What it Means When Southwest Says It Has De-Hubbed Atlanta

ATL - Atlanta, Southwest

When Southwest bought AirTran way back in 2010, all eyes were on Atlanta to see what the airline would do there at AirTran’s homebase and biggest hub. What followed was months of shrinking, but now Southwest has moved on to phase two. It is de-hubbing Atlanta. That sounds radical, but, uh, what does it really mean? Let’s take a look.

The new de-hubbed schedule goes into effect in November, so I looked at a Monday in December and compared it to a similar day in December 2009, before the merger, to show what’s happening.

When Southwest took over AirTran, there was hope that this meant the combined airline was going to be able to use the AirTran 717s to serve smaller markets. Instead, Southwest shipped those off to Delta for cheap and shrunk the AirTran system dramatically. You can clearly see the results of that first phase in this chart:

Southwest Shrinking in Atlanta

I included one summer date in there just for comparison purposes. AirTran was always a highly seasonal airline, so I thought it was interesting to show. But if we look at the December before Southwest took over, AirTran was running 199 daily flights to 51 destinations from Atlanta. By this December, Southwest will have shrunk Atlanta departures by more than 20 percent, dropping the hub to only 156 daily departures.

At the same time, it has shed a net of 7 cities. But that destination count isn’t exactly telling the whole story. Most smaller cities in the US have been dropped while some growth has occurred in the existing Southwest network and to the Caribbean.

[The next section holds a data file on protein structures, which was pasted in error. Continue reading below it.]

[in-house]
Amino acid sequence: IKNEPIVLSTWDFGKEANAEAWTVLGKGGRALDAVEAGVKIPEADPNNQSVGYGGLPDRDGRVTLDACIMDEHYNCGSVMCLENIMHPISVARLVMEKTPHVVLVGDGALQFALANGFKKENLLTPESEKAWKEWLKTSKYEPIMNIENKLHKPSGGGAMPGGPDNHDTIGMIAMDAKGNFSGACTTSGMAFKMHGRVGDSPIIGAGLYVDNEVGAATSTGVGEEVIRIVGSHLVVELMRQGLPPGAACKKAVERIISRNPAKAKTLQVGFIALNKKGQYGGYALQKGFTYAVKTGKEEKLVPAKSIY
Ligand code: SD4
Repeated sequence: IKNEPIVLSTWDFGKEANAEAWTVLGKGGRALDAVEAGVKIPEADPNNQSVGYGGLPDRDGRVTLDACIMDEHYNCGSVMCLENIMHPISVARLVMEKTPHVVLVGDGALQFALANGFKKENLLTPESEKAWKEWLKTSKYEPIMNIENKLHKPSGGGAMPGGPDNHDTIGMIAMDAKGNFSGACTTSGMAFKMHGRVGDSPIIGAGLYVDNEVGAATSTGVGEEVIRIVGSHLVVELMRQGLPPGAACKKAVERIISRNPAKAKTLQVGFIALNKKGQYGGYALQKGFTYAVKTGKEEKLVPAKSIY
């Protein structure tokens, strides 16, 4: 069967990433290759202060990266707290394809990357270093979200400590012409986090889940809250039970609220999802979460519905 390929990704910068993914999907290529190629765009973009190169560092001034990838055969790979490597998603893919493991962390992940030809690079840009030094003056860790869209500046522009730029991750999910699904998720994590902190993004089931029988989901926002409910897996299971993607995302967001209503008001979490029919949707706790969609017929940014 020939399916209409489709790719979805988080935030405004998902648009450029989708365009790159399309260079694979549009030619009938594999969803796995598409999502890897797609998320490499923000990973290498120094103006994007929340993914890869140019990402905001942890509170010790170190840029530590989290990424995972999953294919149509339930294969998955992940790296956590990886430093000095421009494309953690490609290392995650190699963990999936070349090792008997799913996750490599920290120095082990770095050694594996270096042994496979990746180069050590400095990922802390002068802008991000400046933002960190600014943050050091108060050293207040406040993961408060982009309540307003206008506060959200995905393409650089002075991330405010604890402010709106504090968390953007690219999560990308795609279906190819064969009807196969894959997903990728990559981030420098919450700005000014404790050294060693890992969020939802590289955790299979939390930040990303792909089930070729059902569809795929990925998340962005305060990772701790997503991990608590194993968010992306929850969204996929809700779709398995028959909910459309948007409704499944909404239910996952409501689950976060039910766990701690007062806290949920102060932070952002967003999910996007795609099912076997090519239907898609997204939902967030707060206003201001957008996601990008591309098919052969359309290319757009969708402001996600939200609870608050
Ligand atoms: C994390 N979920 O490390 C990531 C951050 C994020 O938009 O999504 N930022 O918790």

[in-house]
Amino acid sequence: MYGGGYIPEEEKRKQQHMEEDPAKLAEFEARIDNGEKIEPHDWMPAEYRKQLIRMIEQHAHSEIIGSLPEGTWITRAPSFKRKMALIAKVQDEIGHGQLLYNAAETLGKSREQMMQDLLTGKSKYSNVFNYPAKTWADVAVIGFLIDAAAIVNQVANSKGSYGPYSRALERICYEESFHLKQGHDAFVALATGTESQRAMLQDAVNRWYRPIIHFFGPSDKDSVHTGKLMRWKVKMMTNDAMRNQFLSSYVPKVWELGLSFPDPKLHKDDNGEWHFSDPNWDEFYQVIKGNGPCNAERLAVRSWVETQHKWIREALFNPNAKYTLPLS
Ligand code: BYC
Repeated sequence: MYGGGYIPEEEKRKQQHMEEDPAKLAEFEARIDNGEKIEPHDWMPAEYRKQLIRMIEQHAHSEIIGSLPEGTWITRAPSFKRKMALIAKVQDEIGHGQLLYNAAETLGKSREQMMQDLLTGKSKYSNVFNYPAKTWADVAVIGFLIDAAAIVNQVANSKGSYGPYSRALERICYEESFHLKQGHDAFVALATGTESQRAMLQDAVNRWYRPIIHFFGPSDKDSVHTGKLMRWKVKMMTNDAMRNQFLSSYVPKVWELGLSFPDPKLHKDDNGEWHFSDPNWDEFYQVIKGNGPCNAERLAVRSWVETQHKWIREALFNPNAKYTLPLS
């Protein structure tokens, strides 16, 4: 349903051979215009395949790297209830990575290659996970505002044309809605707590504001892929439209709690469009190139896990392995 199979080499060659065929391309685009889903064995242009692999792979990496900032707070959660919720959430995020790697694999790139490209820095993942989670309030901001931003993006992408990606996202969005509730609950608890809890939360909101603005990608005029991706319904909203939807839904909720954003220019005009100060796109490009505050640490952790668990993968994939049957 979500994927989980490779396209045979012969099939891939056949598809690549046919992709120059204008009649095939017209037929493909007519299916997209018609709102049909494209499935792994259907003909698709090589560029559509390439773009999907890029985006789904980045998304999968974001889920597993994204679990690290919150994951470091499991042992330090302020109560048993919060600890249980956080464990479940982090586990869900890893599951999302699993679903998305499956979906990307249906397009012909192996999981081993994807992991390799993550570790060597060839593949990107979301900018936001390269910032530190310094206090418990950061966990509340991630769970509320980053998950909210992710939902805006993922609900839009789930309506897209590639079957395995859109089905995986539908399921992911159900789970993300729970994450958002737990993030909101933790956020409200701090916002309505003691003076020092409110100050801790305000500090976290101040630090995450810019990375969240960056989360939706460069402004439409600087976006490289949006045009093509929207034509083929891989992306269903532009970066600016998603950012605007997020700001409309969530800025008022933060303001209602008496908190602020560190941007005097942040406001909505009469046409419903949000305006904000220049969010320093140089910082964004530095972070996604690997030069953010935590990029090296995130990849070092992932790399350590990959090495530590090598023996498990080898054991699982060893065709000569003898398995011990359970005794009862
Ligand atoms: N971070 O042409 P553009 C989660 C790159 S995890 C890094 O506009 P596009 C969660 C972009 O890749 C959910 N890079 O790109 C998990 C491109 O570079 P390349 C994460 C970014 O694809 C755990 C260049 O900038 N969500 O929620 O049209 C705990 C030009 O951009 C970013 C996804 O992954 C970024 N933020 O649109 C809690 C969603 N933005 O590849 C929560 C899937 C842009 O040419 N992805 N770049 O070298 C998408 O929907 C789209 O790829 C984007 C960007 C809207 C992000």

I thought the shrinking work was done, but I was wrong. In this new schedule, Southwest decided to end service to another three smaller cities from Atlanta: Buffalo, Pensacola, and very interestingly, Memphis. (They’ll still be in the Southwest network, just not from Atlanta.) Instead, Southwest has added nonstops to Hartford and Oklahoma City.

I was surprised to see Memphis lose that flight. It’s not so easy to compete against Delta when that airline’s costs have dropped while Southwest’s have risen. But that’s not the point here. The point is to talk about what this whole de-hubbing thing means. Let’s take a look at a cross-section of a day in Atlanta:

Southwest AirTran Hub Departures

As you can see, the distribution of flights has changed dramatically. Previously, AirTran was set up to be able to fill more flights by flowing more people through Atlanta. That’s why nothing left before 8a; there needed to be time to get people from other cities into Atlanta to fill the flights out. (During the summer, there were earlier flights.)